An introduction to the PRESTO architecture
What is the Presto architecture?
Presto is an open source distributed system that can run on multiple machines. Its distributed SQL query engine was built for fast analytic queries. A typical Presto deployment will include one Presto Coordinator and any number of Presto Workers.
Presto Coordinator: Used to submit queries and manages parsing, planning, and scheduling query execution across Presto Workers
Presto Worker: Processes the queries, adding more workers gives you faster query processing
At a high level, the Presto architecture looks something like this:
Diving a little deeper into the Presto components, let’s start with the server types (Coordinator and Worker).
Coordinator: The Presto Coordinator is truly the brain of any Presto installation and every installation requires it. It parses statements, plans queries, and manages Presto worker nodes, and it tracks all the Workers’ activity to coordinate queries. It gets results from the Workers and returns final results back to the client. Coordinators connect with workers and clients via REST.
Worker: The Presto Worker executes tasks and processes data. These nodes share data amongst each other and get data from the Coordinator. When you first start up a Presto Worker, it will be identified by the Coordinator and make itself available for task execution.
When it comes to managing the data itself, Presto has several important components that enable this.
Catalog: Presto Catalogs contain the information about where data is located – they contain schemas and the data source. When users run a SQL statement in Presto, it means they’re running it against one or more catalogs. For example, you may build a Hive catalog to access Hive information from the Hive data source. Catalogs are defined in properties files stored in the Presto configuration directory.
Tables and schemas: If you’re familiar with relational databases, it’s the same concept. A table is a set of unordered rows of data that can be organized into named columns/types. Schema is what you use to organize your tables. Catalogs and schemas are how users define what will be queried.
Connector: Connectors are used to integrate Presto with external data sources like object stores, relational databases, or Hive. You can integrate with these sources using standard APIs via Presto’s SPI implementation. Presto has over 20 built-in connectors for various data sources. Every Presto Catalog is associated with a specific connector, and more than one catalog can use the same connector to access different instances/clusters of the same data source.
Last, when it comes to running Presto queries there are some specific components to know.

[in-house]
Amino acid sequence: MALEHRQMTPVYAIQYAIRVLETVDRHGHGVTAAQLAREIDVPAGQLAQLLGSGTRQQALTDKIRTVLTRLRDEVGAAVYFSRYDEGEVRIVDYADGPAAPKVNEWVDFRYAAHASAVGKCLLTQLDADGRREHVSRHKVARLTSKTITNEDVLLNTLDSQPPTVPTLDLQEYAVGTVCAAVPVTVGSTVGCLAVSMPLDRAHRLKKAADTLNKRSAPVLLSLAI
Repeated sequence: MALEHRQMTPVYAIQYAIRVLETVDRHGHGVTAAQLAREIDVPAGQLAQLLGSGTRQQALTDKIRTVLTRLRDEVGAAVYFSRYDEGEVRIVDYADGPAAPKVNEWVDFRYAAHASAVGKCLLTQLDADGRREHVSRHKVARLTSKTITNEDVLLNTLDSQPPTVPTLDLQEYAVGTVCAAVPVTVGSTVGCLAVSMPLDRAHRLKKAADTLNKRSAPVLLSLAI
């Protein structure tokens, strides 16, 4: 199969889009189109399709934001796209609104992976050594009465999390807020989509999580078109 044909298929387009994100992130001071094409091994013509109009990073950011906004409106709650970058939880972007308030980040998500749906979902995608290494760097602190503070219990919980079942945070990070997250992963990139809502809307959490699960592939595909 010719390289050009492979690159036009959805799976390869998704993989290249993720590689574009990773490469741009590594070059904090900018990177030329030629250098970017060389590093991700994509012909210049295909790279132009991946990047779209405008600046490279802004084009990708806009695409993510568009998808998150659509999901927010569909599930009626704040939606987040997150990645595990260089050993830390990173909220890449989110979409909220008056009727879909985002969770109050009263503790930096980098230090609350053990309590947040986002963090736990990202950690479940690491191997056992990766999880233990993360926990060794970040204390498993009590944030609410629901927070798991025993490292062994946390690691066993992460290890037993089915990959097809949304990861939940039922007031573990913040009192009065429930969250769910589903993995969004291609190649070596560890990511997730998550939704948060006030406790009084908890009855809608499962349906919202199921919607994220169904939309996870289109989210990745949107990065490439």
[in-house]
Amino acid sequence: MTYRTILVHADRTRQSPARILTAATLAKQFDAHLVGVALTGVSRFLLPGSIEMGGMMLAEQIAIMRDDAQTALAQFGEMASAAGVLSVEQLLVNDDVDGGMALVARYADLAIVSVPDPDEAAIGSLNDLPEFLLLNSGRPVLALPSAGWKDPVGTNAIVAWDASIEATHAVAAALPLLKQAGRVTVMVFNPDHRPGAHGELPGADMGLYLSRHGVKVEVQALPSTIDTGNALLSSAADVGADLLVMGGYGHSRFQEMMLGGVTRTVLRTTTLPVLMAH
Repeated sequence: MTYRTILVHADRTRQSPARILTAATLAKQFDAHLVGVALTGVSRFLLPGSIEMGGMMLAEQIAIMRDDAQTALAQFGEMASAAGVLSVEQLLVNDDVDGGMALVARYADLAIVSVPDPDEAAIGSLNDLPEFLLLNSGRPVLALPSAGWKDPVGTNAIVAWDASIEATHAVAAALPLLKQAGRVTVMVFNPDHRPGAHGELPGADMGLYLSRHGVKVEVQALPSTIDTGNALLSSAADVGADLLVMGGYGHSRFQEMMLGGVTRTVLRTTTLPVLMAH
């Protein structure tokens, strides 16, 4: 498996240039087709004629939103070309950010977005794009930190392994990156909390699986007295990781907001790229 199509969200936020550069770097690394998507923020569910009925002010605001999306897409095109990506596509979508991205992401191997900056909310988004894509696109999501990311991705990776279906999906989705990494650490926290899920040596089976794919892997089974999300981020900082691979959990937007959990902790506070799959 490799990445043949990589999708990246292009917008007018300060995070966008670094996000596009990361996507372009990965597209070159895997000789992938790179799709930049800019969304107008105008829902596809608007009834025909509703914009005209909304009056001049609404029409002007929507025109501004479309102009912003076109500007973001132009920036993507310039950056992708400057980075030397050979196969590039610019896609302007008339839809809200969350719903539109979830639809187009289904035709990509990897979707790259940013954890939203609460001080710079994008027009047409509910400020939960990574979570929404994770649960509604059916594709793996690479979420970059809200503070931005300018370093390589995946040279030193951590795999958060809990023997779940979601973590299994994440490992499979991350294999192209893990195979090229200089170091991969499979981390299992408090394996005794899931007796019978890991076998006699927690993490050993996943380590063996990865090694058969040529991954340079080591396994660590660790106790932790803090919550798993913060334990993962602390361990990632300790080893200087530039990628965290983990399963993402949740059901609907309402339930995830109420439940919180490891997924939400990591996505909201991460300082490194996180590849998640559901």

Statements and Queries: Presto executes ANSI-compatible SQL statements. When a statement is executed, Presto creates a query along with a query plan that is then distributed across a series of Presto workers. When Presto parses a statement, it converts it into a query and creates a distributed query plan among Presto workers. A statement is simply passing along the instructions while the query is actually executing it.
Stage: To execute a query, Presto breaks it up into stages. Depending on how much data it needs to aggregate, there may be several stages that implement different sections of the query. Stages are typically done in a hierarchical manner (it may look like a tree). Every query has a “roots” stage which aggregates all the data from other stages. Keep in mind the stages themselves don’t run on Presto workers, they may run on the database underneath (this is called push-down).
Task: Stages (from above) are implemented as a series of tasks that may be distributed over a network of Presto workers. Tasks have inputs and outputs and are executed in parallel with a series of drivers.
Split: Splits are sections of larger data sets and how tasks operate. When Presto schedules a query, the Coordinator keeps track of which machines are running tasks and what splits are being processed by tasks.
Drivers and Operators: Tasks contain one or more parallel drivers and they are operators in memory. An operator consumes, transforms and produces data.
Exchange: Exchanges transfer data between Presto nodes for different stages of a query. Tasks produce data into an output buffer and consume data from other tasks using an exchange client.
Deployments, Configurations & Installations
In practice, you might deploy Presto in the cloud or on-prem. Presto sits between your BI tool and your storage. Here’s an example taken from Starburst, the company behind Presto:
Companies use Alluxio with Presto to speed up Presto performance.
Alluxio provides a multi-tiered layer for Presto caching, enabling consistent high performance with jobs that run up to 10x faster, makes the important data local to Presto, so there are no copies to manage (and lower costs), and connects to a variety of storage systems and clouds so Presto can query data stored anywhere.